Cannabis Science

Can cannabis help with bipolar disorder?

marijuana and bipolar disorder

According to Healthline, 2.8% of the American adult population suffers from bipolar disorder. While 2.8% may sound like a small amount, it’s actually around 5 million people. Bipolar disorder has been called one of the most debilitating mood disorders. As a matter of fact, the World Health Organization refers to it as the sixth leading cause of disability in the world. In addition, there have been many discussions as to whether or not cannabis helps or hurts certain mental illnesses. Before we examine what the studies say, let’s look at what bipolar disorder is and its signs and symptoms. 

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What is Bipolar Disorder?

Bipolar disorder is a mental illness characterized by an extreme shift in moods. Contrary to what some may believe, the mood shifts experienced by those with bipolar disorder are not comparable to our day-to-day shifts in moods. People with the disorder may oscillate between depression, hypomania and mania. 

There are three types of bipolar disorder, bipolar I, bipolar II and cyclothymia. According to Insider, the primary difference between bipolar 1 and bipolar 2 is the intensity of the manic episodes. According to the article, “Bipolar 1 involves periods of severe mania whereas bipolar 2 involves periods of less severe hypomania.” People with cyclothymia have episodes of hypomania and depression. They tend to have more stable moods and experience these symptoms for a month or two at a time. According to Healthline, “These symptoms are shorter and less severe than the mania and depression caused by bipolar I or bipolar II disorder.”

Signs and Symptoms of Bipolar Disorder 

There are three main symptoms of bipolar disorder; mania, hypomania, and depression.


This very elevated mood leaves you full of energy and as WebMD puts it, feeling great. However, The World Health Organization says that mania can lead to “over-activity, rapid speech, inflated self-esteem and a decreased need for sleep”. One of the problems with being manic is that the person may engage in high-risk behavior. According to Todd Lewis, PhD, an associate professor of counselor education at the North Dakota State University as quoted in Everyday Health, “Mania can lead to risk taking, unsafe sexual activity, and buying sprees that you can’t afford,”. He continues by saying, “[People] might miss work, and what makes this real problematic is that when in a super high state, they can have hallucinations and delusions”. These symptoms, according to Insider, should last for at least a week but can even last weeks at a time.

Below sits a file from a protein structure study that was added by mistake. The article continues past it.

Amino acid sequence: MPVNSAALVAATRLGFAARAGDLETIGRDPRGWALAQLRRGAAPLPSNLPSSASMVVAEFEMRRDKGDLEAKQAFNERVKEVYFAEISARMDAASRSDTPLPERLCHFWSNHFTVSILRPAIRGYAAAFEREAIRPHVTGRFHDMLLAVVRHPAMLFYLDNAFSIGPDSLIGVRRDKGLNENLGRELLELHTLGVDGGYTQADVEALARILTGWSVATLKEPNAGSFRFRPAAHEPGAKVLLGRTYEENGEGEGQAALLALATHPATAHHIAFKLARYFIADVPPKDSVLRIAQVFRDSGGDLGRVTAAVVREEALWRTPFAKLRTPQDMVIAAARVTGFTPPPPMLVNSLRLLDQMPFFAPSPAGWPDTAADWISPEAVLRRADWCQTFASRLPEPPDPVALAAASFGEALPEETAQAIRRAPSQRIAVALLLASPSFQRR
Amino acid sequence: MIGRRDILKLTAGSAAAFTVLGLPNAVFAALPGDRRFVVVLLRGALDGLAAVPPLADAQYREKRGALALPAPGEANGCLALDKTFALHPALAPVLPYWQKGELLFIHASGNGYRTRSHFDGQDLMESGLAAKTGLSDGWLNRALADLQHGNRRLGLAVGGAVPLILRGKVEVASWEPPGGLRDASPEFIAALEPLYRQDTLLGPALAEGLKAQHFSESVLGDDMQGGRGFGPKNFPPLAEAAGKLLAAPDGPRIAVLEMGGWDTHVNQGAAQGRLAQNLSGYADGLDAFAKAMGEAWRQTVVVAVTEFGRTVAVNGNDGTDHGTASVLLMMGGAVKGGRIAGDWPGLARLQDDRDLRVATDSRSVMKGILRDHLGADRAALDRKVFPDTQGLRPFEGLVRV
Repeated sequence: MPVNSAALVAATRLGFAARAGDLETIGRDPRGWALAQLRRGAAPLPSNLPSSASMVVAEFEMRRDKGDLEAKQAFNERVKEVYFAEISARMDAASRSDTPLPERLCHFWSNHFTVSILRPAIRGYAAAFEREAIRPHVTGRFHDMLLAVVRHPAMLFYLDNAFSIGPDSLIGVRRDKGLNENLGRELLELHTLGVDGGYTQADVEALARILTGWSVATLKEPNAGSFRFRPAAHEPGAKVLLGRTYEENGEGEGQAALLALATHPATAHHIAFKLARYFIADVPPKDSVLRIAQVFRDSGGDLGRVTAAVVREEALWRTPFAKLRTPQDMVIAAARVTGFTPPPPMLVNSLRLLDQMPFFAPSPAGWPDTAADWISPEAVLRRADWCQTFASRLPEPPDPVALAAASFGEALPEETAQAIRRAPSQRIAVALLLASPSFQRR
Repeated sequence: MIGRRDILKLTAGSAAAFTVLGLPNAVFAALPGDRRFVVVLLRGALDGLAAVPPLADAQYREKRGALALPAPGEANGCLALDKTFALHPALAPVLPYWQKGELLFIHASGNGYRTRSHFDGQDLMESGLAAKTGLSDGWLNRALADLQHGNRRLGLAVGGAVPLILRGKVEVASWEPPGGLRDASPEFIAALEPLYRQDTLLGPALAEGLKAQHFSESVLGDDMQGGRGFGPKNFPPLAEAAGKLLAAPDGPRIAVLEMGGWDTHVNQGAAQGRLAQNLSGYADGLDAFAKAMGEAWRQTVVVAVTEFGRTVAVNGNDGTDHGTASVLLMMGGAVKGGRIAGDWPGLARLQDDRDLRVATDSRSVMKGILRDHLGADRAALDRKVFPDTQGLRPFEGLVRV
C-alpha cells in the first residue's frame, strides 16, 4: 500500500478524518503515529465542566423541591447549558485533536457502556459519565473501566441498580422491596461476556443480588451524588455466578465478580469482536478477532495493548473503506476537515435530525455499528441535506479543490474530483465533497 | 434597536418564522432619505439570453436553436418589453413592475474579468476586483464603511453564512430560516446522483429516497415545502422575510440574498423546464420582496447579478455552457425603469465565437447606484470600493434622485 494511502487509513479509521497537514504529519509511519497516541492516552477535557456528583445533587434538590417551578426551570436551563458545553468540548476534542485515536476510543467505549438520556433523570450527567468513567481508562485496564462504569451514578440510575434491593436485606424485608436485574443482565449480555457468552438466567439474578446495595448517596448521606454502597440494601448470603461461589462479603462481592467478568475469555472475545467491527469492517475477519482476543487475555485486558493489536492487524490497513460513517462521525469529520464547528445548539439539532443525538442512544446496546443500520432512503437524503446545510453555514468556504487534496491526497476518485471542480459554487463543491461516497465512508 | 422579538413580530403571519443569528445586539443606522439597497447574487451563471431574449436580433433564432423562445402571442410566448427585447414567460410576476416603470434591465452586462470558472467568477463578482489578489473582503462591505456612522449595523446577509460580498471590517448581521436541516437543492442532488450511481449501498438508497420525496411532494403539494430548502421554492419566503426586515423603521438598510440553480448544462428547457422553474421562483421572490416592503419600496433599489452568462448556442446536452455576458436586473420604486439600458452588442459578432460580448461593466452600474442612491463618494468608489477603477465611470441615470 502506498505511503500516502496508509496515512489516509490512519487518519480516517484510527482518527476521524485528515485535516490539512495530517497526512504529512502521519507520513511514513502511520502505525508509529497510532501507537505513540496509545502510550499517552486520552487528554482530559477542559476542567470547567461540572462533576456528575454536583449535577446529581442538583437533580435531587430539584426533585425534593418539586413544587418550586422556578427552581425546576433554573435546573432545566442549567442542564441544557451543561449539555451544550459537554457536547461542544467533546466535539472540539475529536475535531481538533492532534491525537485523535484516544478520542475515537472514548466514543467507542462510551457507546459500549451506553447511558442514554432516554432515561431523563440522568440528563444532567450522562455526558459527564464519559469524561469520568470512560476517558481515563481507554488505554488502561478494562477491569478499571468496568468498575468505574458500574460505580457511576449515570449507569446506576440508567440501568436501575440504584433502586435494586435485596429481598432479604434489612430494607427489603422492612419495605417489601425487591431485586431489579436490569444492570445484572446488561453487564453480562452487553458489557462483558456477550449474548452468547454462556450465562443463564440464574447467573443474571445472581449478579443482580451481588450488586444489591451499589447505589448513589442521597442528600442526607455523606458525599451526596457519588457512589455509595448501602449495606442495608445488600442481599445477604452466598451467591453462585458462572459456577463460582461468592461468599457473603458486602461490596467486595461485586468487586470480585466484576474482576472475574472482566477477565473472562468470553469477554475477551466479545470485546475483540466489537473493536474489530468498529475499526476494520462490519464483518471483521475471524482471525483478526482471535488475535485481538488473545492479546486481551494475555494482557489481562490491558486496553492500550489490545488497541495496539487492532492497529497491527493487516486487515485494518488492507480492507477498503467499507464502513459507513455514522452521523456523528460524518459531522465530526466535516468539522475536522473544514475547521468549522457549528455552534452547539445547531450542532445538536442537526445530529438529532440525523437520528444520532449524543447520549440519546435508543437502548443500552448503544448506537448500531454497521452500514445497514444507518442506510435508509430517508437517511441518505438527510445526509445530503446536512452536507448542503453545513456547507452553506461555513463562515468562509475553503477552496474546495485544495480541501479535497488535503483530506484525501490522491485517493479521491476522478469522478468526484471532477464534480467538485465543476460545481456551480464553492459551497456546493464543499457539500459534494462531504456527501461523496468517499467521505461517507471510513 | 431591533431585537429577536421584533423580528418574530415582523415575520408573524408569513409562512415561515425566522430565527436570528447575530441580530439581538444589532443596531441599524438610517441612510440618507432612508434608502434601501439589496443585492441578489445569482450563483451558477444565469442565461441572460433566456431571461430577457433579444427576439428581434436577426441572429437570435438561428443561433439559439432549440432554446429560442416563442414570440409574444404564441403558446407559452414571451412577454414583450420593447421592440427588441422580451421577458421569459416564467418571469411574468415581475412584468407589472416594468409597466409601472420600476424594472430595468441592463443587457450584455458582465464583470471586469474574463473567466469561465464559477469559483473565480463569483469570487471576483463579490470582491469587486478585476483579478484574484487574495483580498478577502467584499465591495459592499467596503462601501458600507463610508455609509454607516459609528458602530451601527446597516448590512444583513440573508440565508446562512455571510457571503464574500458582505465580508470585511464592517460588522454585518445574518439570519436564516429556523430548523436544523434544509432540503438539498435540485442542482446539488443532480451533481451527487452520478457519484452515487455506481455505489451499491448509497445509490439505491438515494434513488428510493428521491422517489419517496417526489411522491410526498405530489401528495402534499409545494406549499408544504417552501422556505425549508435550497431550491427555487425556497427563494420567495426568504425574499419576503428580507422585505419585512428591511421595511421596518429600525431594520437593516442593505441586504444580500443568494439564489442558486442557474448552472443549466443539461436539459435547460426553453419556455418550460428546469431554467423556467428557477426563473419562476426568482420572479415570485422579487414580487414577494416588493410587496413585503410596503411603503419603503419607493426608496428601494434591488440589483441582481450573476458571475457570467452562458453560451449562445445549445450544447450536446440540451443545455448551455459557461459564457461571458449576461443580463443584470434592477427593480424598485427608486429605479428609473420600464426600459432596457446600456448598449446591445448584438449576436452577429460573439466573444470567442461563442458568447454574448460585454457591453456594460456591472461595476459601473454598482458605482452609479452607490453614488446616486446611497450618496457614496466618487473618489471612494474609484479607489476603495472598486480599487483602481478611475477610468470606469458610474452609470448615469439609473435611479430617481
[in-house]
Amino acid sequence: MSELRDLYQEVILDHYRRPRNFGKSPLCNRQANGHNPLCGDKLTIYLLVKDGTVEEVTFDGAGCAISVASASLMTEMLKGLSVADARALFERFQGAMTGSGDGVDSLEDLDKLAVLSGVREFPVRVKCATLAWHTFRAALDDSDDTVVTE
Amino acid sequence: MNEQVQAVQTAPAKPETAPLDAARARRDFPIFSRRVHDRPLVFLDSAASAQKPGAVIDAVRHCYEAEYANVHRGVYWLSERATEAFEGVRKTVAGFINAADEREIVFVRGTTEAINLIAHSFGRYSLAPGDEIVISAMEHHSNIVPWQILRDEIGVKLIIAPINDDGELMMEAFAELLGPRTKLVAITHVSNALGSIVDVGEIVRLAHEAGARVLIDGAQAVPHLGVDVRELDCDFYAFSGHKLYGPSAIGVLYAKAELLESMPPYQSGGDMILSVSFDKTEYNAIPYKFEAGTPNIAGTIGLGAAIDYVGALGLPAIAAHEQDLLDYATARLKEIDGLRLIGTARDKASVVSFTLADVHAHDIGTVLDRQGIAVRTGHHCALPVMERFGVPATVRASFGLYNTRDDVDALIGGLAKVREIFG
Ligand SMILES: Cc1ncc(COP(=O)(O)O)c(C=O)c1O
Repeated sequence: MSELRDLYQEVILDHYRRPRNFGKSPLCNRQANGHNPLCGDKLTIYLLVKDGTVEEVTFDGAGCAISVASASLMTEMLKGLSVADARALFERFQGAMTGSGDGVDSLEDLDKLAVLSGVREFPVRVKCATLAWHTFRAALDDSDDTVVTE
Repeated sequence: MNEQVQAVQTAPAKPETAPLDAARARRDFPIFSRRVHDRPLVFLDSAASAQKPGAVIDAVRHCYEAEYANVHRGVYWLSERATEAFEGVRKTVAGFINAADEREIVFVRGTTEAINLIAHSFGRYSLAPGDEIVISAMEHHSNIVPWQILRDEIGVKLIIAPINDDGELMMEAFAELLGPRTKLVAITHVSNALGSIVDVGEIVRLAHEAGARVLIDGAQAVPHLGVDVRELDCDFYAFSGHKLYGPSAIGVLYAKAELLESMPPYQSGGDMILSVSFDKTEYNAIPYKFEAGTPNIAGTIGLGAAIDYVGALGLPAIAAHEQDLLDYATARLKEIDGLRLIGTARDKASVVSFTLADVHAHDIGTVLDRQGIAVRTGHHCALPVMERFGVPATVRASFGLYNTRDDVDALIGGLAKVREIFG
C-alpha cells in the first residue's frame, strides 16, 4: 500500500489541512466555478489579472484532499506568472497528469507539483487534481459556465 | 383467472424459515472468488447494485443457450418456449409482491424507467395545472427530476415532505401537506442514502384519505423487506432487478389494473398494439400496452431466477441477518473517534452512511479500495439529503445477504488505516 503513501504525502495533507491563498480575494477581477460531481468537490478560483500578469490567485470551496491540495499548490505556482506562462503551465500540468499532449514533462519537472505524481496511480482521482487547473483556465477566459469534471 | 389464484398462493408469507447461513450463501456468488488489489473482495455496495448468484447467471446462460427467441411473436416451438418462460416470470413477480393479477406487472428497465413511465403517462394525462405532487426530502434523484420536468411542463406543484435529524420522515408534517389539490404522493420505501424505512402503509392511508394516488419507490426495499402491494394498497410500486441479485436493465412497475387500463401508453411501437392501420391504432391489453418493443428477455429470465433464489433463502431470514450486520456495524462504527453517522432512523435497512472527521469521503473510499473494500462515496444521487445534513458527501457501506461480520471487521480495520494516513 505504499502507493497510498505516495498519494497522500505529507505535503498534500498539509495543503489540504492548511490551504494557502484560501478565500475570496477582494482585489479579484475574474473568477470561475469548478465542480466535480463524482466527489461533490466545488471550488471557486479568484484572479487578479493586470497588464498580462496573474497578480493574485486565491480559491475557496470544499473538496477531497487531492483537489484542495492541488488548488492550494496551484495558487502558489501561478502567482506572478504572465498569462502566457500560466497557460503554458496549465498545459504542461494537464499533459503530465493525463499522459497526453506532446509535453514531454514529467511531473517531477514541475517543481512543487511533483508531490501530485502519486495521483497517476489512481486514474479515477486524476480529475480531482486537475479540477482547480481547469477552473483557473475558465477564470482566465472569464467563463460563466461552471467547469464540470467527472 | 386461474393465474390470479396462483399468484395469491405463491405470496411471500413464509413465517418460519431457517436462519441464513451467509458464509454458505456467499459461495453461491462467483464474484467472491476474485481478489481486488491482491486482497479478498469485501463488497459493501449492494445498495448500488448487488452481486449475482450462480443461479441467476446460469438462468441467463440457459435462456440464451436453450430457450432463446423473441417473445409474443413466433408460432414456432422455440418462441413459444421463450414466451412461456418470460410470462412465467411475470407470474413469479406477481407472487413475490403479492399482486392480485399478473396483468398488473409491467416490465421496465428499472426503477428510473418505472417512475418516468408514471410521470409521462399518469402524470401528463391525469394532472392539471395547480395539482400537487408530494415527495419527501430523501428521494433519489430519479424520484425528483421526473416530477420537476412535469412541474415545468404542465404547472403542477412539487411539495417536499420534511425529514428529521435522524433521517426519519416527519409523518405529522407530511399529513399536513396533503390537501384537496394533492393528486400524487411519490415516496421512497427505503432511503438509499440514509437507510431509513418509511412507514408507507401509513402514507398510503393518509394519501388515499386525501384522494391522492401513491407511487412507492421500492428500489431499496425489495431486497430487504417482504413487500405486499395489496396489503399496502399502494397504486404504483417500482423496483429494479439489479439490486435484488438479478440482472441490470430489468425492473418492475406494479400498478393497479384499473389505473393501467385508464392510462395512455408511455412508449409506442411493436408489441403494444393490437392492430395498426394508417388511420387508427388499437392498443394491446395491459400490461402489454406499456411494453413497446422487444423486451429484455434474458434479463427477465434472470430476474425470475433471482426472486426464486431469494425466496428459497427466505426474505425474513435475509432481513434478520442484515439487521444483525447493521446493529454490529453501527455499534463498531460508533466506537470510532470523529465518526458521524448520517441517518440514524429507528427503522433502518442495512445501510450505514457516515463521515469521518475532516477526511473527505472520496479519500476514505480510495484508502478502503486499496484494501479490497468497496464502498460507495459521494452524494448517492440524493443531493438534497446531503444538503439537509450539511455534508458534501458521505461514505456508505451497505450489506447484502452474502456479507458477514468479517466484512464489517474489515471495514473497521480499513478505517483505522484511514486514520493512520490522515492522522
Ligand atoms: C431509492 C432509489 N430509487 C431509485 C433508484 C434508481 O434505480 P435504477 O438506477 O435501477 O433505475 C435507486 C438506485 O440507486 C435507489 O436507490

Hypomania, according to Healthline, is generally associated with Bipolar disorder 2 and is similar to mania. According to Harvard, “Hypomania is usually described as a mood state or energy level that is elevated above normal, but not so extreme as to cause impairment”. Harvard says that hypomania includes at least 3 of the following symptoms for at least four days:

  • inflated self-esteem or grandiosity
  • decreased need for sleep
  • increased talkativeness
  • racing thoughts or ideas
  • marked distractibility
  • agitation or increased activity
  • excessive participation in activities that are pleasurable but invite personal or fiscal harm (shopping sprees, sexual indiscretions, impulsive business investments, and the like)


The depression state is not much better as you can imagine. Healthline says the depression state lasts at least two weeks. Healthline lists the symptoms of a depressive state as:

  • deep sadness
  • hopelessness
  • loss of energy
  • lack of interest in activities they once enjoyed
  • periods of too little or too much sleep
  • suicidal thoughts

What Are the Treatment Options for Bipolar Disorder?

While there is no cure for bipolar disorder, there are treatment options such as therapy and medication. In addition to that, researchers have been looking at cannabis as a possible treatment. 

How does Cannabis Use Affect Bipolar Disorder?

There are a couple of studies that look at cannabis use for bipolar disorder with mixed results.

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Positive Conclusions for Cannabis Use and Bipolar Disorder